How to check your pulse and heart rate using a stethoscope and index finger

The pulse or heart rate can be found where the artery is close to the skin. You can use your index or stethoscope to measure your pulse or heart rate.

Here's information on how to accurately check your heart rate.

Why should I check my heart rate?

Heart rate is one of the important signs of health. It measures the number of times your heart contracts or beats per minute. The rate of heart rate tells your heart health. Ideally, the heart rate should be 60-80 per minute, but this can be different due to physical activity, safety threats and emotional reactions.

The difference between heart rate and pulse rate:

Heart rate:

The heart is a muscle pump that pumps blood around the body with each heartbeat. Leaving the heart, the blood first moves along the arteries. Heart rate is the number of times your heart beats in 1 minute.


Pulse is what you feel about the artery as the internal pressure increases with the heartbeat.

Factors affecting your heart rate


At different ages the heart is different.

Fitness and activity levels:

Rate may increase after exercise or physical activity


Smoking can increase your heart rate, strengthen your main arteries, and cause irregular heartbeats.

Cardiovascular disease, high cholesterol or diabetes:

These heart diseases can increase your heart rate.


Warm temperatures make the heart beat faster and put a significant strain on the body.

Position of the body (standing or lying down):

In healthy individuals, the heart rate is the same, whether sitting, standing or lying down. But when I switch to sitting for the first time, my heart rate increases slightly (about 10 bpm). If you stand up really fast and can't see or see dizzy, it's happening. This lasts only a while (10-20 seconds) and the heart rate returns to normal.

emotion :

The heart is also a symbol of our feelings. Changes in emotion have a direct impact on our minds. Feelings such as sadness, depression and job loss can cause heart attacks and heart attacks. Stress can affect risk factors for heart disease, such as high blood pressure.

Body size and height:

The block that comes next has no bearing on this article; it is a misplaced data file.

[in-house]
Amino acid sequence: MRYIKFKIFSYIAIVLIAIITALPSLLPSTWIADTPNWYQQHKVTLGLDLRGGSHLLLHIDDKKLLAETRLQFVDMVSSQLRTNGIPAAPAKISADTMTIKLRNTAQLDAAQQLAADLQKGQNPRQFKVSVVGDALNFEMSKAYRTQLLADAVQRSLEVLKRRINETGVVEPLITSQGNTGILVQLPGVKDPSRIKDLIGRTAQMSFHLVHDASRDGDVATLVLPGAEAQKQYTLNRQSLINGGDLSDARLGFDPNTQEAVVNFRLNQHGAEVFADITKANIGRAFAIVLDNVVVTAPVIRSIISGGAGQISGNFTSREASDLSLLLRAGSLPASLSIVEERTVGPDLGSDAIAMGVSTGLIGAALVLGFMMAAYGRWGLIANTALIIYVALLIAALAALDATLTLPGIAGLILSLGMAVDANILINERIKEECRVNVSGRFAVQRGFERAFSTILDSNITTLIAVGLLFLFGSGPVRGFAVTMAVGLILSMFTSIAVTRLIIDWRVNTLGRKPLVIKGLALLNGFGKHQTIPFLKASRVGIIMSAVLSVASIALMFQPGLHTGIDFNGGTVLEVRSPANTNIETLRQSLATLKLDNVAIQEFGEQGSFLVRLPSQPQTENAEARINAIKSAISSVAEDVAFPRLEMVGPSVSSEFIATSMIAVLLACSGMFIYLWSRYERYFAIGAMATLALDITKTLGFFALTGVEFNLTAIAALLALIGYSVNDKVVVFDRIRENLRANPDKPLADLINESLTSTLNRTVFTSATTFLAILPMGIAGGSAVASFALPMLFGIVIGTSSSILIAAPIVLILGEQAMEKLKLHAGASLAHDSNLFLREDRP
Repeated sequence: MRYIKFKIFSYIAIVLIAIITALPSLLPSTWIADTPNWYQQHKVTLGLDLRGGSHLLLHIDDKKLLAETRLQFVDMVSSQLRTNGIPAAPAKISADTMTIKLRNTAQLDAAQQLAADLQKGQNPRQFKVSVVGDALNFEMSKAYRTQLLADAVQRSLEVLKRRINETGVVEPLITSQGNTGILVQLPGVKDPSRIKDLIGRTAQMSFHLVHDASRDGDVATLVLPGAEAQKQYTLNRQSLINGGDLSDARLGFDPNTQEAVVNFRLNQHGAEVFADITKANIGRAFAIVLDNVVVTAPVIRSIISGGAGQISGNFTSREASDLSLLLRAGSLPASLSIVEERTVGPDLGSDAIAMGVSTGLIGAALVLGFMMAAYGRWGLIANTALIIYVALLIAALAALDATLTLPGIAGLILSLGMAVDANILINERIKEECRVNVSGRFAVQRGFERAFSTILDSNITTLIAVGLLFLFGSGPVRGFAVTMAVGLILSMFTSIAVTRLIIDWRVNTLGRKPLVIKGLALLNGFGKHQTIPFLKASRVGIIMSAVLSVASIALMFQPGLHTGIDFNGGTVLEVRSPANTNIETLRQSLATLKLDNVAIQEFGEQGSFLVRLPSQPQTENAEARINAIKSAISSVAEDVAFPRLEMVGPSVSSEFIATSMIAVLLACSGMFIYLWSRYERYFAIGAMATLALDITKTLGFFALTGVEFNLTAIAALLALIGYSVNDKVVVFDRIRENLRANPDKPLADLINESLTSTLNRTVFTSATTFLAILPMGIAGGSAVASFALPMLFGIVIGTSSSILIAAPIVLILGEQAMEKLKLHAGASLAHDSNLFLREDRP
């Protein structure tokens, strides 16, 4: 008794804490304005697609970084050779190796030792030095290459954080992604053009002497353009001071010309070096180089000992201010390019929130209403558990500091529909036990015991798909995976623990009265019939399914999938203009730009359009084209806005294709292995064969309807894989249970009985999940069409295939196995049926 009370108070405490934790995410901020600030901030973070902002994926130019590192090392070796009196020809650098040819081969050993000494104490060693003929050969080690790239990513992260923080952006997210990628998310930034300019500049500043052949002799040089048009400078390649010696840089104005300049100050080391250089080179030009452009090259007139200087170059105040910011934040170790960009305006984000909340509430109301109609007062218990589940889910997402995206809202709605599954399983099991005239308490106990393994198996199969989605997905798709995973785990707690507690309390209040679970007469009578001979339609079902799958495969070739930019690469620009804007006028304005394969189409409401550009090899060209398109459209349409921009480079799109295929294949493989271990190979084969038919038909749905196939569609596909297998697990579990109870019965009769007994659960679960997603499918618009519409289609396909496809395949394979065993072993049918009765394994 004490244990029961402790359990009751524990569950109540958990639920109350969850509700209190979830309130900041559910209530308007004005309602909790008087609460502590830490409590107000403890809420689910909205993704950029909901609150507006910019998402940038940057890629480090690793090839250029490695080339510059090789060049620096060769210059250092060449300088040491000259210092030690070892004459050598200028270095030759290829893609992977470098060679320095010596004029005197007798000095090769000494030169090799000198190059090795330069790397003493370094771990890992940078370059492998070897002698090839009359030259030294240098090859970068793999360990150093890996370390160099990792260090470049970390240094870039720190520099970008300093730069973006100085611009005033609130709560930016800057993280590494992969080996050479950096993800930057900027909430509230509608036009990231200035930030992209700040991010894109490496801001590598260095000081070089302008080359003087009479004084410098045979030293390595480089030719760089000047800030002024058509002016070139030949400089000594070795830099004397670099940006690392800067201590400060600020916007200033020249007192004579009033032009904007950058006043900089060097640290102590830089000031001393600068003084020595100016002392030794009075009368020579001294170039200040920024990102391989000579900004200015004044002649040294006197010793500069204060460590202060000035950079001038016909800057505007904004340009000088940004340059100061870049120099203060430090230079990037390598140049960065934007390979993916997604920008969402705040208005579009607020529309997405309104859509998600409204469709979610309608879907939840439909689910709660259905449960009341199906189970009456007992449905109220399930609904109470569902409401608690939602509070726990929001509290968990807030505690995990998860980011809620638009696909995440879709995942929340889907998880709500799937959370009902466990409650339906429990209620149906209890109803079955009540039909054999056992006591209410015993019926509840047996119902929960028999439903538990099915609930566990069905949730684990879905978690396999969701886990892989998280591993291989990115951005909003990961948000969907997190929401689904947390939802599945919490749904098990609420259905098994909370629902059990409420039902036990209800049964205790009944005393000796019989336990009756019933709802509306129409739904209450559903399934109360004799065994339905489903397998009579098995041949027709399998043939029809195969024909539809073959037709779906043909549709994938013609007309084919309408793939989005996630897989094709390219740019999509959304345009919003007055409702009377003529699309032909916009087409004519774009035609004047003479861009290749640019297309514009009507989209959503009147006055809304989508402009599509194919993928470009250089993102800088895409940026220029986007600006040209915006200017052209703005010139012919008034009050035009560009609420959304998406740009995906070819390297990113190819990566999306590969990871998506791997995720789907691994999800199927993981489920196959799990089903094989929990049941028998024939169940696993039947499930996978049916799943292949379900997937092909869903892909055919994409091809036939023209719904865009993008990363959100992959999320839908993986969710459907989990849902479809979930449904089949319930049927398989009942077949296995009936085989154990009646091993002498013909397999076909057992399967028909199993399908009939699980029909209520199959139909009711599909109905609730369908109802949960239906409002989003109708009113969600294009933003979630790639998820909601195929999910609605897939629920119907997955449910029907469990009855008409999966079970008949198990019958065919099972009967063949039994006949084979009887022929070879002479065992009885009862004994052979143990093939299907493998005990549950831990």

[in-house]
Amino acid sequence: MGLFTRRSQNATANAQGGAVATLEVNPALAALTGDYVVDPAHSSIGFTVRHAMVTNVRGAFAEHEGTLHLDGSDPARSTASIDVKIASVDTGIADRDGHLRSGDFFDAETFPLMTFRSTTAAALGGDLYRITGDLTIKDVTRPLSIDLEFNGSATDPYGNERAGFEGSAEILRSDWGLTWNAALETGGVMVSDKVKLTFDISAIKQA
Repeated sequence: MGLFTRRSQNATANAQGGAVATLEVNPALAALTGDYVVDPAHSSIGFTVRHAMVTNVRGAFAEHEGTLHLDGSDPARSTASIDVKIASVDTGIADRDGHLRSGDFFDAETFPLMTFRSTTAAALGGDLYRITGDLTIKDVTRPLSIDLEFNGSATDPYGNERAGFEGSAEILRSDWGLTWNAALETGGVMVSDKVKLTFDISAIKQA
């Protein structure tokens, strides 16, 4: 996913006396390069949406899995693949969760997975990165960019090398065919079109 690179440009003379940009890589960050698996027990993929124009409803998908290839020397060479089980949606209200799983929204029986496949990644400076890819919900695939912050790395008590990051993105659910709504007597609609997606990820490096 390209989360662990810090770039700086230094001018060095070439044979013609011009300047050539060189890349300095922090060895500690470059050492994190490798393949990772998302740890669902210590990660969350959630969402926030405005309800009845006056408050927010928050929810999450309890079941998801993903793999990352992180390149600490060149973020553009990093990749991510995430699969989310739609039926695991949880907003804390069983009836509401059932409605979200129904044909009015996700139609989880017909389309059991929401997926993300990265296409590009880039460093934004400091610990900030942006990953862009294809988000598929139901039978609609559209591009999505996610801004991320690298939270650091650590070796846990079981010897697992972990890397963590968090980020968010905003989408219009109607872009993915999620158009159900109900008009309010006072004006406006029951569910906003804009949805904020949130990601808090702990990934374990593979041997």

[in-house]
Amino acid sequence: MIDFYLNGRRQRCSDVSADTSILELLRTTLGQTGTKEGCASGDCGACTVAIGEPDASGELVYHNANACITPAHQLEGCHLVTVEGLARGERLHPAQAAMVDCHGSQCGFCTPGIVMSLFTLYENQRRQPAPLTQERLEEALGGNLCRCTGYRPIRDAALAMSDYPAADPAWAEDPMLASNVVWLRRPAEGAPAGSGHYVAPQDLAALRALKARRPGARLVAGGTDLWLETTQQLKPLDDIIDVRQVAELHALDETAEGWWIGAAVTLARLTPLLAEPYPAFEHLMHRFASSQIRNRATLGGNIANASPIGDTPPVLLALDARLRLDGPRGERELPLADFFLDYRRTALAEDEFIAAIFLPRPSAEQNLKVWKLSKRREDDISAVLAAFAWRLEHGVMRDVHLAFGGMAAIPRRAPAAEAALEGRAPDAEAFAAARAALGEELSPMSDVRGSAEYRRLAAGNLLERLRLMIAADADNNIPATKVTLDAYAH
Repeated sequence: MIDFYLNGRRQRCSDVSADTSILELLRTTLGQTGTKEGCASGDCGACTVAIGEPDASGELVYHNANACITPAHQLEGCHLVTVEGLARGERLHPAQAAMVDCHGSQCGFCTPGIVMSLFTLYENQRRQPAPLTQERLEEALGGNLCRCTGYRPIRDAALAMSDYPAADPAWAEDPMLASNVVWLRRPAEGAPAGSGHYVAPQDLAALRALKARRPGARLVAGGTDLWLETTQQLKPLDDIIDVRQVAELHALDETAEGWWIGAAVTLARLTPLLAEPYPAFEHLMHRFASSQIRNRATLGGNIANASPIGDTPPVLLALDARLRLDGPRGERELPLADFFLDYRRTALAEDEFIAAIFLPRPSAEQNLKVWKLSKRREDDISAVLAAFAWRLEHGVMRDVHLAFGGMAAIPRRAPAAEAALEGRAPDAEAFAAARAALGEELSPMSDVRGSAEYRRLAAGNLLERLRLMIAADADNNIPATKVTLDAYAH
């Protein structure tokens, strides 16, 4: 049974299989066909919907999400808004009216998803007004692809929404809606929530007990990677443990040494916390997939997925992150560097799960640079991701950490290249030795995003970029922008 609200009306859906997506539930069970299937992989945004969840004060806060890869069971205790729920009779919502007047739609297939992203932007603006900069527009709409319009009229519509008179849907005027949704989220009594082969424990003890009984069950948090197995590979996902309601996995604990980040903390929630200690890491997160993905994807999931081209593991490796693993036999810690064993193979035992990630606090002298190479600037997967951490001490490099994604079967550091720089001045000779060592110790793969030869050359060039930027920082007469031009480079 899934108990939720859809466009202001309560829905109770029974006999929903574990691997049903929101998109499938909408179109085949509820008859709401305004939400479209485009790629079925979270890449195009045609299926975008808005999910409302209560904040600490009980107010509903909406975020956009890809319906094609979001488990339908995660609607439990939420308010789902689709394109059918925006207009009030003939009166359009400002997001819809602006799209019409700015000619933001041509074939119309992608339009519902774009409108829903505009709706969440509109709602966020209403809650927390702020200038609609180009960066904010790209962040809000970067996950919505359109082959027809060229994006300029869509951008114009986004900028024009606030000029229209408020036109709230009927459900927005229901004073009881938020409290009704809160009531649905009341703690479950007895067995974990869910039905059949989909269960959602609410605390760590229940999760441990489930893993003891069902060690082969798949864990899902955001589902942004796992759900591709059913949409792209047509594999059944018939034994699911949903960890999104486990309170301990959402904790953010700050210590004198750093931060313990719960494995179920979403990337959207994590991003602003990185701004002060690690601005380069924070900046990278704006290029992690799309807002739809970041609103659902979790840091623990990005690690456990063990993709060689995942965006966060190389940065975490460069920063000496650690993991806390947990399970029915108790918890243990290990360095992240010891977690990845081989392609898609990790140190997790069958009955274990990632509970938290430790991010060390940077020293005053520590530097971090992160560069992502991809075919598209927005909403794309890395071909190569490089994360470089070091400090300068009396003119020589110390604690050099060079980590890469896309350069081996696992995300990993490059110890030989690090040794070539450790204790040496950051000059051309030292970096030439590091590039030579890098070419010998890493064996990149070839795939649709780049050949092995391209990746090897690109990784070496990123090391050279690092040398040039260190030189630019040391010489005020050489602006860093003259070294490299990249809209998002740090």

Blood pressure and heart rate increase as the height of the male increases, but decreases as the height of the female increases.

drug :

There are many drugs that can lower your heart rate and make it faster.

Body parts that can check your pulse:

1) temporal artery

Right above the temple, next to the head.

2) carotid artery

It is above the collarbone next to the neck.

3) brachial artery

It's inside the arm above the elbow. Look at the arrows in the picture above. There's an artery going to the side of our hand, the brachial artery.

4) radial artery

This artery is well visible on the wrist. Lightly press this artery with your flat finger.

5) Femoral Artery

This artery is located in front of the legs and joins the pelvis.

6) posterior tibia artery

It is on the foot behind the ankle.

7) dorsal pedis artery

It is at the top of the foot.

How to check your pulse and heart rate:

Before measuring your heart rate, you need to rest for at least 10 minutes. You can start the pulse test by following these steps:

  1. Place your forefinger and middle finger on my wrist of the other arm just below the bottom of the thumb. You will feel your fingers knocking or ringing.
  2. To measure the pulse of the neck, place your forefinger and middle finger soft, firm and next to Adam's apple. Press gently until you find the pulse.
  3. When you find your pulse, count the number of taps you feel for 10 seconds and multiply that number by 6 to find your heart rate for 1 minute. Alternatively, you can count bits for 1 minute or count bits for 30 seconds and multiply by two.

In addition to checking the pulse, the doctor can use a stethoscope to hear the opening and closing of the heart valve.

Check your heart rate using a stethoscope:

The pulse of some people is more difficult to get palpation (pressure on the arteries with your fingers) than others. If your doctor is instructed to monitor your heart rate regularly and you have difficulty measuring your pulse in this way, then it will be easier to use a stethoscope instead.

One. To keep time well, take a stethoscope and a clock.

2. Listen to the heart through the chest using a stethoscope.

three. Put the earpiece of the stethoscope in your ear.

4. Touch the chest to the other end of the stethoscope.

5. Place the ear piece on your ear and gently rub the diaphragm side of the stethoscope (the side with a flat piece of plastic) to hear the sound.

6. To put the chest part on the chest, find the virtual line between the nipples.

7. When we hear the sound of the heart, remember the two beats that represent the heart's valves (lub-dub lub-dub) that the heart contracts to pump.

Only one bit is counted in your pulse. The first beat is usually stronger, so it's better to listen to only that beat and tune the first beat.

8. Look at the second hand on the clock / watch and when the second hand reaches one of the five minute markers, it starts counting the number of bits in the scope.

9. When you calculate the whole minute, it is all set and there is a pulse, but in most cases the pulse value is expressed in bits per minute (BPM), so a little calculation is required.

Heart rate in infants or adults:

Newborn 0 months to 1 month: 70-190 beats per minute
1 to 11 months infant: 80-160 beats per minute
1-2 years old children: 80-130 beats per minute
3 to 4 years old children: 80-120 beats per minute
5-6 years old children75-115 beats per minute
Children 7 to 9 years old: 70-110 beats per minute
Children and adults over 10 years old (including seniors): 60-100 beats per minute.
Well trained athlete40 to 60 times per minute

What if my heart rate is faster or lower than normal?

Fast heart rate (tachycardia)